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Uefa secures massive Champions League hike in Germany as broadcaster battle heats up

LONDON, ENGLAND - OCTOBER 01: Robert Lewandowski of FC Bayern Munich during the UEFA Champions League group B match between Tottenham Hotspur and Bayern Muenchen (Photo by Catherine Ivill/Getty Images)

  • Value in Germany up almost 70 per cent, to €320m per season
  • Amazon lands first-pick Tuesday package in first round, will pay about €90m per season
  • DAZN beats Sky to remaining live rights, and ZDF takes highlights and final

Uefa has increased the value of Champions League rights in Germany by nearly 70 per cent in the 2021-24 cycle, driven by an intense broadcaster battle in which DAZN ousted Sky Deutschland and Amazon made another foray into premium football.

The cumulative value of Uefa’s top-tier competition for 2021-22 to 2023-24 will be €320m ($356m) per season across three separate deals: with streaming service DAZN, internet retail giant Amazon, and public-service broadcaster ZDF.

DAZN will pay about €215m per season for exclusive live rights to the first-pick Wednesday matches, and all remaining live rights except the first-pick Tuesday match. Its inventory includes pay-television rights to the final and exclusive rights to the Uefa Super Cup, which is contested by the winners of the previous season’s Champions League and second-tier Europa League.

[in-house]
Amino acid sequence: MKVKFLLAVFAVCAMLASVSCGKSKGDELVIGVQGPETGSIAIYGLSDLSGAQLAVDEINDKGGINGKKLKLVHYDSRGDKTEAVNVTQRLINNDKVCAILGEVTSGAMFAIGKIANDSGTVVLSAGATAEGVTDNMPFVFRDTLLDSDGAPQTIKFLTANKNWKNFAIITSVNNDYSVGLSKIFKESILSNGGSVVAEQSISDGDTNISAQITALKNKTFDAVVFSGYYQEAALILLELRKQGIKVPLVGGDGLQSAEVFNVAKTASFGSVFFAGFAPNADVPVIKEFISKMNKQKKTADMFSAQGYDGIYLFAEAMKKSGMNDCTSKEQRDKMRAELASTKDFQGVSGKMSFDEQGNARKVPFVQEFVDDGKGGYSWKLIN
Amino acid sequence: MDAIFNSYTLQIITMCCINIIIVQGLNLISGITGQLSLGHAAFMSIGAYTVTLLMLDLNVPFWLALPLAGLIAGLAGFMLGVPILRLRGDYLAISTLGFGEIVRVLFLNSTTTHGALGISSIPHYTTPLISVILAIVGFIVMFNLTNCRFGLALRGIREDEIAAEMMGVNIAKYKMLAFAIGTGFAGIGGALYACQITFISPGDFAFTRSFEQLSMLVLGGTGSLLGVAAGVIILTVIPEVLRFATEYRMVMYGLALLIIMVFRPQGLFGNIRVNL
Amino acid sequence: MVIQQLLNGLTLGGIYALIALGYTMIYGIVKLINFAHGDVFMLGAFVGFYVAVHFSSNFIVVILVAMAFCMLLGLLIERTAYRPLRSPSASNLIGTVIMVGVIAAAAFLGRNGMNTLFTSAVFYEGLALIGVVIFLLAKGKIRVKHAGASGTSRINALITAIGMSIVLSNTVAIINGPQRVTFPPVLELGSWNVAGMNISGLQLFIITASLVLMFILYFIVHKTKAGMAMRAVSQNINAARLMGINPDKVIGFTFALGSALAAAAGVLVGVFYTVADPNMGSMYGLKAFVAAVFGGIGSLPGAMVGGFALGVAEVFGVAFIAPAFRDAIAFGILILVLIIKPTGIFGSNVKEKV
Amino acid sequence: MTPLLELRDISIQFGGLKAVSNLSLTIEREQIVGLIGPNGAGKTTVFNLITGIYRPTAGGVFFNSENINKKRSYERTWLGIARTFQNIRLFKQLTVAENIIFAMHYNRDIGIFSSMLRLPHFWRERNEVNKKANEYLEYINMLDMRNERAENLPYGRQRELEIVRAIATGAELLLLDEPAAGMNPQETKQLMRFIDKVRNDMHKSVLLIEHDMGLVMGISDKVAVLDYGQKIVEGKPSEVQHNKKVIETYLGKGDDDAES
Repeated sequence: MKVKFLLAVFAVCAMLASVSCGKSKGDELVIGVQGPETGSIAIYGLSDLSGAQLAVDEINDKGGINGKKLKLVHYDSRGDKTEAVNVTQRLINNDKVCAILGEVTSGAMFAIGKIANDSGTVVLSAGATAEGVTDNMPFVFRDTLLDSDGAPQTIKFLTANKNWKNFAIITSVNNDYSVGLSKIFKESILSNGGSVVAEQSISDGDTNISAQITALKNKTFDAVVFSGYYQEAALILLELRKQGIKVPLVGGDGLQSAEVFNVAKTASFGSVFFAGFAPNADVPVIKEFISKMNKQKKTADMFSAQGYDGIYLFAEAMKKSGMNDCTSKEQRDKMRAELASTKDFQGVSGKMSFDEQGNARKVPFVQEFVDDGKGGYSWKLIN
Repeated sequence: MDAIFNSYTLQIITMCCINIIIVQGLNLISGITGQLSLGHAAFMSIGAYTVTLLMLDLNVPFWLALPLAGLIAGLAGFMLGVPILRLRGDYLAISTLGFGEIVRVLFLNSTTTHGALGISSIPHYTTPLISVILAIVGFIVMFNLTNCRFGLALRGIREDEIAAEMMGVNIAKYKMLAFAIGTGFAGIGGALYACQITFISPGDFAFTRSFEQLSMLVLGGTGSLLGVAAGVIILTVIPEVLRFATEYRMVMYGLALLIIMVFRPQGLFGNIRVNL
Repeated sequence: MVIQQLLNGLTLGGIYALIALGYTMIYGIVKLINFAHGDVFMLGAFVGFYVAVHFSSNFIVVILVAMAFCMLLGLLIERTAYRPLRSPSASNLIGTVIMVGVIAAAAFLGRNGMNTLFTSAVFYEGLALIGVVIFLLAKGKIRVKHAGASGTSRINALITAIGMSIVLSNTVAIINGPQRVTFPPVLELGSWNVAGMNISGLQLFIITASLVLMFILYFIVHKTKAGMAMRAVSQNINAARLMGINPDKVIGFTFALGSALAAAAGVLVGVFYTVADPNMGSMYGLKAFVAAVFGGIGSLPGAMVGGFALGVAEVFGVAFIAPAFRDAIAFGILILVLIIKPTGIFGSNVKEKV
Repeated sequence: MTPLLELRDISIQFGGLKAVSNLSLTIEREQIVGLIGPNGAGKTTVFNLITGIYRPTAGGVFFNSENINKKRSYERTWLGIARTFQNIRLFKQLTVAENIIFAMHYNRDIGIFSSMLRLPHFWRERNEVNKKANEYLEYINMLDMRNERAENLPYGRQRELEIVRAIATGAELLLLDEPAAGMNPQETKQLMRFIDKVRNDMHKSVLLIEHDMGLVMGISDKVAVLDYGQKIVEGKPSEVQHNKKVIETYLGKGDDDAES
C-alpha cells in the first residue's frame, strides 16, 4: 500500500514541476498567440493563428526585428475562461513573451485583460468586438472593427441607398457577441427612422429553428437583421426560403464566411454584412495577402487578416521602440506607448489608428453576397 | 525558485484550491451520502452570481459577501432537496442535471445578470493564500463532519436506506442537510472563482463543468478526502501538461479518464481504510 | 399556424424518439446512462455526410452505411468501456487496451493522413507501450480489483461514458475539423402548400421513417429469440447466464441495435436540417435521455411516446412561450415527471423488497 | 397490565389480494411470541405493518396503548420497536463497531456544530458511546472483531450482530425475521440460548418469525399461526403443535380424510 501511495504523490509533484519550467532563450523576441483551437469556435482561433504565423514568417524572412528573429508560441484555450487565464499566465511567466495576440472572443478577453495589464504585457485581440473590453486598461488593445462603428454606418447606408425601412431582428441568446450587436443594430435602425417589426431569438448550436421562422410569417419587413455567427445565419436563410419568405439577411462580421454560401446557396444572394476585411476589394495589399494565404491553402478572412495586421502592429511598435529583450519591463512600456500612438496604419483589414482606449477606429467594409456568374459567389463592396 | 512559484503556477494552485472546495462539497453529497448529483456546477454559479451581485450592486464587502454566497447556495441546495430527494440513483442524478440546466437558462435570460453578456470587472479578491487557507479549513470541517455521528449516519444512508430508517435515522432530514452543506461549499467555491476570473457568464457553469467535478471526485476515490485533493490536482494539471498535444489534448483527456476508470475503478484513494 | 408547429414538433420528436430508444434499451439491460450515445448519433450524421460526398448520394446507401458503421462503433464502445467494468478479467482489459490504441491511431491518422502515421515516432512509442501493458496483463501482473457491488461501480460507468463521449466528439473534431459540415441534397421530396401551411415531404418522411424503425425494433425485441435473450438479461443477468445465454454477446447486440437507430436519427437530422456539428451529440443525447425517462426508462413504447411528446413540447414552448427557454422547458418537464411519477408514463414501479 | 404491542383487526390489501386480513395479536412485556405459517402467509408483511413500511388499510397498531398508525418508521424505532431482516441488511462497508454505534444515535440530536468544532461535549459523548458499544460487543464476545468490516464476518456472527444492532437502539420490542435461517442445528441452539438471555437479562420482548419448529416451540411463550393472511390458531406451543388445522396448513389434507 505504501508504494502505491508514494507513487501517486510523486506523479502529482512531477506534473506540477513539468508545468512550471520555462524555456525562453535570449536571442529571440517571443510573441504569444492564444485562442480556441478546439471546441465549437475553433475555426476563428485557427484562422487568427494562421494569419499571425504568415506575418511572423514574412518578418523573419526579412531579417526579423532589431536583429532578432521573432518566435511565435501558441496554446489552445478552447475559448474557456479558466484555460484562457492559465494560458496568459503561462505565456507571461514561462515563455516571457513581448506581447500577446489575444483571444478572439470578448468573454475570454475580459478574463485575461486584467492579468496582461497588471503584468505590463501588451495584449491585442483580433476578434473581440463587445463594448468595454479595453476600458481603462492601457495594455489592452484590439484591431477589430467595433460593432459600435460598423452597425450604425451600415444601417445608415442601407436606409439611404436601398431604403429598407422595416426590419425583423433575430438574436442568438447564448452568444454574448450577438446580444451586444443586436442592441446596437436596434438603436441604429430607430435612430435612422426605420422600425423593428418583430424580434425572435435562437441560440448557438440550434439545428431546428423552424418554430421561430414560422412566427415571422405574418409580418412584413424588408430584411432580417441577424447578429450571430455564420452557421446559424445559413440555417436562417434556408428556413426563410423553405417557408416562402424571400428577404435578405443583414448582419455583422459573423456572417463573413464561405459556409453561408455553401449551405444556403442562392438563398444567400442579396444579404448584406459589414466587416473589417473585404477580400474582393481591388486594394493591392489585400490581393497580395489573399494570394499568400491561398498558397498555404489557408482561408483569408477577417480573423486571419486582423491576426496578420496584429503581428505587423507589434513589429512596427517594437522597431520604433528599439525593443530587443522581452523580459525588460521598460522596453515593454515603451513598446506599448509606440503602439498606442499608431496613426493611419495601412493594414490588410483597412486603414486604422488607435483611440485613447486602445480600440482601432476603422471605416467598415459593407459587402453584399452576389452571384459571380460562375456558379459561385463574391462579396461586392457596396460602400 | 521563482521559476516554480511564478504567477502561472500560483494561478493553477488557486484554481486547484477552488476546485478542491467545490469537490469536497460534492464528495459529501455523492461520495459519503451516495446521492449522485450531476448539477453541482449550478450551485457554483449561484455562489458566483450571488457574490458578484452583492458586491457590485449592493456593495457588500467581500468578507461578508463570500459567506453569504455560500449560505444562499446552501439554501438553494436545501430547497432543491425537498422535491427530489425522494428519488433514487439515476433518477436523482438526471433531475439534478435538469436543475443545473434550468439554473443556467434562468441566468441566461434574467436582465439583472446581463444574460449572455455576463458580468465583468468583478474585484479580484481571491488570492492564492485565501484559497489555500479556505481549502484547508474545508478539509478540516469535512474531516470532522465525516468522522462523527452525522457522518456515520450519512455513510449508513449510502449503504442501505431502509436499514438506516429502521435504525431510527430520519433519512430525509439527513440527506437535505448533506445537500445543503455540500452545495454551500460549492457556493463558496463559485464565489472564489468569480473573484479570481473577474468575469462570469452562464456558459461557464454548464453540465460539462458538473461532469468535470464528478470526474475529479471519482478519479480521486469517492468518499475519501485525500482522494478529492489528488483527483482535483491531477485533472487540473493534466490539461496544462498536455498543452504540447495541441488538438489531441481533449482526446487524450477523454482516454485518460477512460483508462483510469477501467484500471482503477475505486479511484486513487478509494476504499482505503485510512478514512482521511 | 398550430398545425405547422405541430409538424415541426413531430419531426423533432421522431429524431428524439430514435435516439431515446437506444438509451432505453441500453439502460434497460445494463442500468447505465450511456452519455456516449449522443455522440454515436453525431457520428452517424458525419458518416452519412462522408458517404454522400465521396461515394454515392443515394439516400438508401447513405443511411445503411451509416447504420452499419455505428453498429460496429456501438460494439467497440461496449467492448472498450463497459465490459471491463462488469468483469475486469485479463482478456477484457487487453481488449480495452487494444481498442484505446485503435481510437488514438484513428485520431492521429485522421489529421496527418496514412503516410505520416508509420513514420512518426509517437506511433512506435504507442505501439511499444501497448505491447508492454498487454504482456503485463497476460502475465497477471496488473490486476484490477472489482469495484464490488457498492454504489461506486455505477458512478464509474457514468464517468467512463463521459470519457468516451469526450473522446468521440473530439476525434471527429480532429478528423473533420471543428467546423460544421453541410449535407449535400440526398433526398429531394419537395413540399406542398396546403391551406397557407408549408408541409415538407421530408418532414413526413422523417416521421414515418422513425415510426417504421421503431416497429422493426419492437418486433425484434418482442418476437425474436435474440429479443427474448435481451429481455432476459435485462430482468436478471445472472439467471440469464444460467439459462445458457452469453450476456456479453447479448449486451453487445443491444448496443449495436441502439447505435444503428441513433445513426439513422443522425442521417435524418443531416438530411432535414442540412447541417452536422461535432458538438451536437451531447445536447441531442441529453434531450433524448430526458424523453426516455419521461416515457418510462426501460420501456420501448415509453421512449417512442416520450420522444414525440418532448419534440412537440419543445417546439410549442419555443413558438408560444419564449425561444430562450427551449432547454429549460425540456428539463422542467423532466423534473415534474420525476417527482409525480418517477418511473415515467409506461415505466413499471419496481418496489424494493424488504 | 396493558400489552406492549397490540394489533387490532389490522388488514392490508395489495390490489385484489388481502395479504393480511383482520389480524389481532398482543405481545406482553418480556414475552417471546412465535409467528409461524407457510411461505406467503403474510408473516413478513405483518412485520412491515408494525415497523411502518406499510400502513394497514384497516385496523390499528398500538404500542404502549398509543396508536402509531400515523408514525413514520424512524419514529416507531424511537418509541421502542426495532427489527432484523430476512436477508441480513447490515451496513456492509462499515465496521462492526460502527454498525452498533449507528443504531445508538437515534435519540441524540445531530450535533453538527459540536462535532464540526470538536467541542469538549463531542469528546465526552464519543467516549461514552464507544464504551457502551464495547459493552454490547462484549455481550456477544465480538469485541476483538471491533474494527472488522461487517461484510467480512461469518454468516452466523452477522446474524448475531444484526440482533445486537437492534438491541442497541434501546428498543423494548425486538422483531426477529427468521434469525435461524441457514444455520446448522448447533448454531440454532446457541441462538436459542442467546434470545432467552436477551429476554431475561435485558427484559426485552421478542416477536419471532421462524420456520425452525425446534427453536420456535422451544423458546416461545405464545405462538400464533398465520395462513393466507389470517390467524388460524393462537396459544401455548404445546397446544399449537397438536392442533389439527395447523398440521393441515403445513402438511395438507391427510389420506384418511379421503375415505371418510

Amazon will pay about €90m per season for exclusive live rights to the first-pick match on Tuesday. ZDF will pay just under €15m per season for the free-to-air rights to the final, along with match highlights from both Tuesdays and Wednesdays.

The total per-season value of the rights is an increase of about 68 per cent on the approximately €190m per season pay-television broadcaster Sky pays in the current cycle, from 2018-19 to 2020-21. Sky currently sublicenses 104 matches per season to DAZN over the cycle in a deal worth about €80m per season.

ZDF does not hold any Champions League rights in the 2018-21 cycle. It did acquire non-exclusive live rights to 18 matches per season in the previous 2015-18 cycle, paying about €60m per season. Sky held rights to all matches in the 2015-18 cycle, paying Uefa about €68m per season.

Bid battle

Uefa, through its exclusive club competition sales agent Team Marketing, launched a tender in Germany on October 30, with a bid deadline of December 3.

The rights packages on offer to broadcasters were:

  • A1 – the first-pick live match on Tuesday
  • A2 – the first-pick live match on Wednesday, including pay-television rights to the final and exclusive rights to the Uefa Super Cup